A French law professor criticised yesterday (14 April) the European Union’s handling of corruption allegations involving an EU mission in Kosovo, the bloc’s biggest civilian mission abroad.
EU foreign policy chief Federica Mogherini asked Jean-Paul Jacqué to investigate last November, after allegations emerged in the media that the EU mission had covered up evidence of bribe-taking by senior staff in cases of murder and corruption.
Maria Bamieh, a British prosecutor with the EU team, said last November that she would sue the mission, accusing it of victimising her as a whistleblower after she voiced suspicion of corruption in its highest ranks.
A preliminary investigation by the mission, known as EULEX, found no evidence of corruption among EULEX staff. It has dismissed accusations of a cover-up.
While he was not asked to look into the substance of the allegations, Jacqué criticised mission chiefs, who initially decided not to open an internal investigation into the allegations and later asked a special group to undertake an inquiry.
“An investigation should have been opened at the outset. This would have prevented the issues that later arose in connection with the use of secret and special procedures, which fuelled suspicions of a cover-up that fortunately turned out to be unfounded,” Jacqué wrote in his report.
Effectiveness of the mission questioned
He also raised questions about the effectiveness of the EULEX mission, which has been extended until next year.
“The continued presence of EULEX is only feasible if comprehensive reforms are made to improve its effectiveness and thus its credibility. There is no point staying just to keep doing the same thing,” he said.
Mogherini said she had sent the report to the European Parliament and to EU governments. EU experts were looking at how to address Jacqué’s recommendations, she said in a statement.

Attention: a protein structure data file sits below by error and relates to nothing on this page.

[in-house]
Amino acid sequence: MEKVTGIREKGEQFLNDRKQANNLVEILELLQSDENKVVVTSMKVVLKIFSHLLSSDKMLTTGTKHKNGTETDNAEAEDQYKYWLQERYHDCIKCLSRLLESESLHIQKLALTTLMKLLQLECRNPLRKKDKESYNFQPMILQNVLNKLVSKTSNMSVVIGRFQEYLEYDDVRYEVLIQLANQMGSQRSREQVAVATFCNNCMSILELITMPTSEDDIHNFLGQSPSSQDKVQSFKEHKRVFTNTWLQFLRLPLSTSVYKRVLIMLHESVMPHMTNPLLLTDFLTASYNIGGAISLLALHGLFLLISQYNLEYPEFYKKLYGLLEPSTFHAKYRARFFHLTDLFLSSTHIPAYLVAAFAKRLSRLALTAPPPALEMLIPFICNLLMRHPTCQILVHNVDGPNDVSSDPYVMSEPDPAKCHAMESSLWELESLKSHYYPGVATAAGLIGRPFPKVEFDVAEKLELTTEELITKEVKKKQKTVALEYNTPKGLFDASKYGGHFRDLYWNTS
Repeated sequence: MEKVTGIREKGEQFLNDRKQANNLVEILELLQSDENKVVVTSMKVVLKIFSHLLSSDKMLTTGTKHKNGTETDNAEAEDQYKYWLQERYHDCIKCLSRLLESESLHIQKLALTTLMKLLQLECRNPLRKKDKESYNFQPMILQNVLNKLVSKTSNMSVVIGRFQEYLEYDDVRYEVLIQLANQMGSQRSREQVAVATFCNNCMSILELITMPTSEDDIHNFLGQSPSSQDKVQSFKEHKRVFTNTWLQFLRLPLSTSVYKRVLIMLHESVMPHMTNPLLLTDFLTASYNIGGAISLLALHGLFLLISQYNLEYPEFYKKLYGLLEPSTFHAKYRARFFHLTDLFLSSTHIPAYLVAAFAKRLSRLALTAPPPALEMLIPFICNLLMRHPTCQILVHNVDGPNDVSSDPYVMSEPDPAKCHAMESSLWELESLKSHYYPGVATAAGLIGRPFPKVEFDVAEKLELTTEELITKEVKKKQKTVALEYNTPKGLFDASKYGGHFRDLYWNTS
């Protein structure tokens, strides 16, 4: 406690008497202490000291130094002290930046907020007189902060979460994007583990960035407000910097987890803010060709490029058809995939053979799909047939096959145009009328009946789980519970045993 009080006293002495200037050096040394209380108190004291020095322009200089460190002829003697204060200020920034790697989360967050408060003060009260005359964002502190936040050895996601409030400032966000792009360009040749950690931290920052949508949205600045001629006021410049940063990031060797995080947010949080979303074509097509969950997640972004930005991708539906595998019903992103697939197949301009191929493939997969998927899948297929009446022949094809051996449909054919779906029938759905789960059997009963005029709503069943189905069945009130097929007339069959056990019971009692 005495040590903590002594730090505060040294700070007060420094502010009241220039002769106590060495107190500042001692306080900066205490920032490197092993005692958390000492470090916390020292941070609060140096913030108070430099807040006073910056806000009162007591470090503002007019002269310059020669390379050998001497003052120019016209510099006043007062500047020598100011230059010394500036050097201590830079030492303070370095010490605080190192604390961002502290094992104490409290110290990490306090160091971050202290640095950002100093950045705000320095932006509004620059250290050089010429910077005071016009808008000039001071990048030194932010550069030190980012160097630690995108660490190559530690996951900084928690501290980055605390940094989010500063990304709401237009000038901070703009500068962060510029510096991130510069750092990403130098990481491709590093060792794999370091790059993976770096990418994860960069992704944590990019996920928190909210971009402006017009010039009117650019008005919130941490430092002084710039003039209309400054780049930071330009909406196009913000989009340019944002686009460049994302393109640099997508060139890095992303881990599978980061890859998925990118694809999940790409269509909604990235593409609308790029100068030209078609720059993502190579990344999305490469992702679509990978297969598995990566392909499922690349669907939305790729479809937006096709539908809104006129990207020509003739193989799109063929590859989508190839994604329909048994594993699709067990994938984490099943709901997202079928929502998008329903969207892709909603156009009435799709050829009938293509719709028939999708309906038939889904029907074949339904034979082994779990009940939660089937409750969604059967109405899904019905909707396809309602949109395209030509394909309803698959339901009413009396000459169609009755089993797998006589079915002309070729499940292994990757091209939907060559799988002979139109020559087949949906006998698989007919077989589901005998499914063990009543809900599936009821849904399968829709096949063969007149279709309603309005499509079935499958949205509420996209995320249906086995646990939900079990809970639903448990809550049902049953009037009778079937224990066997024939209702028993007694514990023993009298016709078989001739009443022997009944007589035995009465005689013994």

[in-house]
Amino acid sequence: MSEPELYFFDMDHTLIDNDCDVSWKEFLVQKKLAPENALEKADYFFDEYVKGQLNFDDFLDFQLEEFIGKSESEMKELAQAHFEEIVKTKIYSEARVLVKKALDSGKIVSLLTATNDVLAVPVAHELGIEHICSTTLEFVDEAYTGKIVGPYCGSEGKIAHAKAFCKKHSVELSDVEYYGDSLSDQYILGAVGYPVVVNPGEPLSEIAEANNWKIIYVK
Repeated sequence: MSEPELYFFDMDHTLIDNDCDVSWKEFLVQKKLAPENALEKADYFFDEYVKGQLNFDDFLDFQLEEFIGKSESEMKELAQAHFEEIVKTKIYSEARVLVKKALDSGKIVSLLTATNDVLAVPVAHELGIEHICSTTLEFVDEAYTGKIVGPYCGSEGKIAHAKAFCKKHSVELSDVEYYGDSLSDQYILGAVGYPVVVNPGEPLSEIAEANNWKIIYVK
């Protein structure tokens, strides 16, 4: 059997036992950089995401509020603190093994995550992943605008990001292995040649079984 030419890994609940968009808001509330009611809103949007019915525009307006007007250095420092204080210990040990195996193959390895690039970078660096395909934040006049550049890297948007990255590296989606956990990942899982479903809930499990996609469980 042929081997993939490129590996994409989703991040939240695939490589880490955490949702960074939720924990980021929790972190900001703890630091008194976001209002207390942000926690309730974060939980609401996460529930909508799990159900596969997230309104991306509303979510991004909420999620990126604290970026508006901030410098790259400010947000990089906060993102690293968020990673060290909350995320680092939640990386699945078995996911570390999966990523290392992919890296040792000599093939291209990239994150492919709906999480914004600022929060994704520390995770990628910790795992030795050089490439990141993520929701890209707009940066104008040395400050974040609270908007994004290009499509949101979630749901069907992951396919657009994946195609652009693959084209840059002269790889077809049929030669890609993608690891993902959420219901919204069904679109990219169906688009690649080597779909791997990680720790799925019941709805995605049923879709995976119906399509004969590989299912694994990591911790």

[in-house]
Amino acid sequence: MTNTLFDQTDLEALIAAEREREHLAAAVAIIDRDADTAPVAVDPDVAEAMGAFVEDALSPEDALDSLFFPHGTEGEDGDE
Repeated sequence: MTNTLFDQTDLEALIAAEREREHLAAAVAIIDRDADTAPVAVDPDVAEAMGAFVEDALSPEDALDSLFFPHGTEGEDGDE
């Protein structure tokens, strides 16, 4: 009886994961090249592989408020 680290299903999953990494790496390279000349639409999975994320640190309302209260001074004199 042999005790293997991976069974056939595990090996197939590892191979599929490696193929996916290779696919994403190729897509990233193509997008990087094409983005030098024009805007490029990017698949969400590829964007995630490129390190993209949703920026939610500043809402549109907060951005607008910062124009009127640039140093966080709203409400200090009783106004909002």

Bamieh had worked for the mission since its deployment in Kosovo in 2008, one of dozens of foreign prosecutors and judges handling cases of war crimes, organised crime and corruption deemed too sensitive or complex for Kosovo’s own judiciary.
She was suspended last October on suspicion of leaking documents to the press to support her accusations.
Kosovo was put under United Nations control in 1999, after NATO bombed Serbia to halt the killings and expulsions of Albanian civilians during Belgrade’s counter-insurgency drive.
In 2008, when the country of 1.8 million people declared independence from Serbia, EULEX took control of court cases from the UN.
The EU Rule of Law Mission in Kosovo, EULEX, with a mandate to introduce the rule of law and an independent judiciary in Kosovo, to curb corruption and organized crime, includes 1,600 judges, prosecutors and police officers predominantly from European Union countries, but also from the US, and some other states.
The organization’s annual budget is 90 million euros, paid for by the EU member states, as well as by Canada, Norway, Switzerland, Turkey and the U.S.
The mission was established in 2008, became operative in 2009, and is under the jurisdiction of the EU High Representative for Foreign Affairs and Security Policy, and member states within the EU Council’s Policy and Security Committee. It operates under UN Security Council Resolution 1244.